It has often been remarked that law and religion have much in common. One of the most conspicuous elements is that both law and religion frequently refer to a text that has authority over the members of a community. In the case of religion this text is deemed to be 'holy', in the case of law, some, such as the American constitution, are widely held as 'sacred'. In both examples, priests and judges exert a duty to tell the community what the founding document has to say about contemporary problems. This therefore involves an element of interpretation of the relevant authoritative texts and this book focuses on such methods of interpretation in the fields of law and religion. As its starting point, scholars from different disciplines discuss the textualist approach presented here by American Supreme Court Judge and academic scholar, Justice Antonin Scalia, not only from the perspective of law but also from that of theology. The result is a lively discussion which presents a range of diverse perspectives and arguments with regard to interpretation in law and religion.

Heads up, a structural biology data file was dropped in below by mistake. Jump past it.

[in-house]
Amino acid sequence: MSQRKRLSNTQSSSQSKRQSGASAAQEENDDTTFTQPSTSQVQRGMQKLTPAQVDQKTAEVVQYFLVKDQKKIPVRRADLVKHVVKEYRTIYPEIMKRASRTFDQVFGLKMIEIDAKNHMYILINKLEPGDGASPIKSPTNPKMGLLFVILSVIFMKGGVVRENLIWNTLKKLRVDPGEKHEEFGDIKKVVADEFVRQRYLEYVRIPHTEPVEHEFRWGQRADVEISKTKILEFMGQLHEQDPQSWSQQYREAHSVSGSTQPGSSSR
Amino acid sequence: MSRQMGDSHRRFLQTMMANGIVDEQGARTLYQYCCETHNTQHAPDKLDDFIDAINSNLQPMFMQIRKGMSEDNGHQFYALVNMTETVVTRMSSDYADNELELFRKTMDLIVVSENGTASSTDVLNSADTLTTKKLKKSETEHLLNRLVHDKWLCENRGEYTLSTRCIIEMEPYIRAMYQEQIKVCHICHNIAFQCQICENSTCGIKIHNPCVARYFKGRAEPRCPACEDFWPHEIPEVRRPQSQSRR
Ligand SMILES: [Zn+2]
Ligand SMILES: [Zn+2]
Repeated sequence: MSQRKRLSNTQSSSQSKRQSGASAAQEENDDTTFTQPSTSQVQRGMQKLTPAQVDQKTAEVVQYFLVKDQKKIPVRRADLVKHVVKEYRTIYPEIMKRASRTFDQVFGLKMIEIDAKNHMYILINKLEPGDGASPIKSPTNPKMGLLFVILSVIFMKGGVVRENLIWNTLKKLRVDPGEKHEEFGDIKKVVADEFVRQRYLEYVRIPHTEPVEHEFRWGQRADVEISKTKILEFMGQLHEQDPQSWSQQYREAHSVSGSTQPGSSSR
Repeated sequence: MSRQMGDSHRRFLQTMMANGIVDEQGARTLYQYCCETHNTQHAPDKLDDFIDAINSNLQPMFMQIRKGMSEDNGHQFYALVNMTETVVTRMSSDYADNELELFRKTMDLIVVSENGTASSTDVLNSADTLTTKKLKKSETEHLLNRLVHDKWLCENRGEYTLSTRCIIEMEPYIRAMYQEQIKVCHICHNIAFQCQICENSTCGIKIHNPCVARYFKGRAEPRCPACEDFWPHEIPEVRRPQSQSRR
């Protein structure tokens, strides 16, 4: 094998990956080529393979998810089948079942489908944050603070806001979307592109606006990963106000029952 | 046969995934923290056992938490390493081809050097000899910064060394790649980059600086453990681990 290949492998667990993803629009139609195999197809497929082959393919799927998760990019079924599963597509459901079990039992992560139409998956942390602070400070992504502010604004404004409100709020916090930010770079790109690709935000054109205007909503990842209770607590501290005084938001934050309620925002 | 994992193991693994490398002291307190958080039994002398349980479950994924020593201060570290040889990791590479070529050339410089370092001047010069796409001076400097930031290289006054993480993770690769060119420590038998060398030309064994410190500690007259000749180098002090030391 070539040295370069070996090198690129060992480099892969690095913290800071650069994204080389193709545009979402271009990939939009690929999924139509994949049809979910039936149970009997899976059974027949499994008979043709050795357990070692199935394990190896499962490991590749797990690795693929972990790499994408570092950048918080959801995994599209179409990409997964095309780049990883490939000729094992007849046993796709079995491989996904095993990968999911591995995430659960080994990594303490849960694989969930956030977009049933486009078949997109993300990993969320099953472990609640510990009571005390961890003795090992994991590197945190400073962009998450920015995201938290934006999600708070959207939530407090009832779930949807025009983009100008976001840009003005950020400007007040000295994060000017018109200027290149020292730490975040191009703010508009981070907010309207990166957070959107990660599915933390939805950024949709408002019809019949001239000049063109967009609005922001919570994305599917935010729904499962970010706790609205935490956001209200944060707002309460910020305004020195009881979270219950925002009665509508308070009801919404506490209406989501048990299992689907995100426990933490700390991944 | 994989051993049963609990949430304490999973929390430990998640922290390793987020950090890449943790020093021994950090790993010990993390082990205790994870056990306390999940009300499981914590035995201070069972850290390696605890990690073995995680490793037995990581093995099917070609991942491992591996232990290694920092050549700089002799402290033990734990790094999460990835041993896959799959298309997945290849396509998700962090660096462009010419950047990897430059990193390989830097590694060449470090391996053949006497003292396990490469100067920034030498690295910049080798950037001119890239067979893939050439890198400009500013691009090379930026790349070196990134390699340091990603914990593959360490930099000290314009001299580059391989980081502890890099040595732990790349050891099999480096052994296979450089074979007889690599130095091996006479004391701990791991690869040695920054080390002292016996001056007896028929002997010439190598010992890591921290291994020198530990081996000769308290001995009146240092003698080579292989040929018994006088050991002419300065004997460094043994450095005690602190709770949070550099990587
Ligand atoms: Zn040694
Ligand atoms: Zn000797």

'Addressing Justice Scalia's textual argument from an interdisciplinary perspective this book shows the interrelationship of law, religion and philosophy. While each contributor is a recognized expert in a particular discipline the book's strength is in the integration of their respective disciplines. This book shows the extraordinary contribution an interdisciplinary approach makes to a deeper understanding of the human condition.' Amos N. Guiora, SJ Quinney College of Law, The University of Utah, USA 'This perceptive and provocative volume reminds us how much religion and the law have in common. Both rest on authority, both require interpretation, and both have been reduced in many instances to definitive texts, available to any literate person. No one should think about the law without contemplating the issues discussed in this book.' Mortimer Sellers, Regents' Professor of the University System of Maryland, USA '... Holy Writ: Interpretation in Law and Religion is a book well worth reading. There is something in it for everyone interested in legal and/or religious interpretation. ... It is rich and diverse in thought and perspective, and different parts will shine for different readers. All readers, however, will learn something from each of the essays. This book delivers in a way that one hopes such collections will always deliver. What more can one ask from a collection of essays?' International Journal for the Semiotics of Law